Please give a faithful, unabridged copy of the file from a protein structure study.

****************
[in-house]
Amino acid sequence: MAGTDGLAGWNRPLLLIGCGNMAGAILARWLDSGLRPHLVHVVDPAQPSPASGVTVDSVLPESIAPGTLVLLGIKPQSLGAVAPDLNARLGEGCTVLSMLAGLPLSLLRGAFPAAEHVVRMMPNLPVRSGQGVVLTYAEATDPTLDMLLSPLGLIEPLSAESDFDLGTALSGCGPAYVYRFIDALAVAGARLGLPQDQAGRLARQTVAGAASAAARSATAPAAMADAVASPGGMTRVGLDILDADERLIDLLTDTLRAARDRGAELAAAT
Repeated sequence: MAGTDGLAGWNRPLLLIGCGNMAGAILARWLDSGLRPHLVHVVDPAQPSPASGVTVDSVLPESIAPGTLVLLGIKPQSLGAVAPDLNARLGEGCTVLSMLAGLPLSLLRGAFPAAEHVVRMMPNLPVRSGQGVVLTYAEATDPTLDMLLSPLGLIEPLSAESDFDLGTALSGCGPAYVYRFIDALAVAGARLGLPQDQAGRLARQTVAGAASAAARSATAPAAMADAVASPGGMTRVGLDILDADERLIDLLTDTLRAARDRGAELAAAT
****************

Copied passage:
[in-house]
Amino acid sequence: MAGTDGLAGWNRPLLLIGCGNMAGAILARWLDSGLRPHLVHVVDPAQPSPASGVTVDSVLPESIAPGTLVLLGIKPQSLGAVAPDLNARLGEGCTVLSMLAGLPLSLLRGAFPAAEHVVRMMPNLPVRSGQGVVLTYAEATDPTLDMLLSPLGLIEPLSAESDFDLGTALSGCGPAYVYRFIDALAVAGARLGLPQDQAGRLARQTVAGAASAAARSATAPAAMADAVASPGGMTRVGLDILDADERLIDLLTDTLRAARDRGAELAAAT
Repeated sequence: MAGTDGLAGWNRPLLLIGCGNMAGAILARWLDSGLRPHLVHVVDPAQPSPASGVTVDSVLPESIAPGTLVLLGIKPQSLGAVAPDLNARLGEGCTVLSMLAGLPLSLLRGAFPAAEHVVRMMPNLPVRSGQGVVLTYAEATDPTLDMLLSPLGLIEPLSAESDFDLGTALSGCGPAYVYRFIDALAVAGARLGLPQDQAGRLARQTVAGAASAAARSATAPAAMADAVASPGGMTRVGLDILDADERLIDLLTDTLRAARDRGAELAAAT